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Wednesday, Oct. 12, 2005 10:02 pm

Less-than-universal

Governor touts latest health initiative as critics ding Medicaid program

Even as Gov. Rod Blagojevich spent the week pitching his new proposal to offer health-care coverage to uninsured Illinois children, critics took new aim at his administration for tightening the screws on other health-related programs. Blagojevich’s All Kids proposal would provide health-care access to Illinois children whose families earn too much to qualify for Medicaid but cannot afford private insurance. Under the proposal, the state would help parents with the costs of routine doctor visits, vision and dental care, and prescriptions. House Speaker Michael Madigan, who, with Senate President Emil Jones, will do most of the heavy lifting for the bill when the Legislature reconvenes for the fall veto session, hailed the governor’s plan as “a step to crush the final financial barrier” for a quarter-million uninsured children. But at the same time that Blagojevich is garnering praise from supporters, some Illinois pharmacists and mental-health professionals, who also work with the state’s Medicaid population, say that many of their clients are being left behind.
Mental-health advocates are puzzled by a recent decision by the state Department of Healthcare and Family Services to require preauthorization for prescriptions of Seroquel and Zyprexa, two anti-psychotic medications used to treat symptoms of schizophrenia, to Medicaid recipients. They maintain that making as many varieties of medicines available as possible will save the state money down the road and curb the immediate suffering of mentally ill patients. “That decision struck a nerve. It brings fear that medications that clearly work for many individuals may not be available to them,” says Lora Thomas, head of the Illinois chapter of the National Alliance on Mental Illness. Jay Nawrocki, a health-law analyst with Riverwoods, Ill.-based business information provider CCH Inc., says that the restriction should not be cause for concern because giving medications preauthorization status is merely a “speed bump” designed to make physicians consider cheaper alternatives first. As a policy matter, he says, the safety net is still firmly in place because comparable drugs are available and preauthorization denials may be appealed, though many patients and some physicians do not realize it. Kathleen Strand, spokeswoman for the Illinois DHFS, says that removing the anti-psychotic medications from the preferred-drugs list resulted from a “significant clinical review process” that revealed that the move would not adversely affect patient care but would save the state $7 million. Moreover, she says, if a psychiatrist finds that a patient needs either of the drugs, there is “no reason [DHFS] would deny that access.”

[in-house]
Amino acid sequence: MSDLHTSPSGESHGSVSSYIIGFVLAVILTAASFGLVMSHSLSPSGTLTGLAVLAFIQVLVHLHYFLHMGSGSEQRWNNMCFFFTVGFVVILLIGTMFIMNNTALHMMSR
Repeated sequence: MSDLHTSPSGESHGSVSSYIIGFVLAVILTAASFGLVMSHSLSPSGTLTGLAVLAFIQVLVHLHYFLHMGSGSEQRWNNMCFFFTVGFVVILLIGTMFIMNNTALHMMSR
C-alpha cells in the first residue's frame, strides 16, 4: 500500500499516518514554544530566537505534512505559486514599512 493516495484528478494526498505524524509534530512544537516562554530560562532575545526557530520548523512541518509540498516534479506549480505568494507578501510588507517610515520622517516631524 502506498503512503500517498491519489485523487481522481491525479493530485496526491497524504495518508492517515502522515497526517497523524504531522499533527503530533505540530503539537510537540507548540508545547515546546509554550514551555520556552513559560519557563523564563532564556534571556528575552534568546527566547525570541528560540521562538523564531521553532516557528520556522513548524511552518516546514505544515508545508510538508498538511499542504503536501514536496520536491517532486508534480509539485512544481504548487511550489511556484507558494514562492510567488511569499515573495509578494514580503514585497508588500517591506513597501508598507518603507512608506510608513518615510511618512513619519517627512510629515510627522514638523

Brenda Diedrich, executive director of Mental Health Centers of Central Illinois in Springfield, believes that drugs should be restricted only on the basis of clinical judgment, not cost. And the new restriction could lead to more hospitalizations, she says, meaning higher costs and bigger bills for the state. The state hasn’t been doing a good job of paying its bills, say some providers. The Illinois Pharmacists Association, for example, notes that the state already owes health-care providers, including its members, more than $1 billion. Furthermore, it takes the state an average of 100 days to reimburse pharmacists for medications dispensed to Medicaid patients, which has put financial strain on small pharmacies. Some pharmacists have had to borrow money to keep their businesses open or simply tell customers that the pharmacy cannot afford to buy their medications. Comptroller Dan Hynes has proposed, as a short-term solution, borrowing money to help the state catch up.
If passed, All Kids will cost an estimated $45 million to cover 125,000 children in the first year. Blagojevich proposes paying for the expansion by shifting Medicaid participants into a managed-care program, a move long advocated by state Republicans. Managed care — requiring Medicaid recipients to select a primary physician — could save the state $57 million next year, the administration says. That, however, may be wishful thinking, in light of the fact that two Medicaid health-maintenance organizations recently withdrew from Illinois when the state Legislature cut reimbursement rates.
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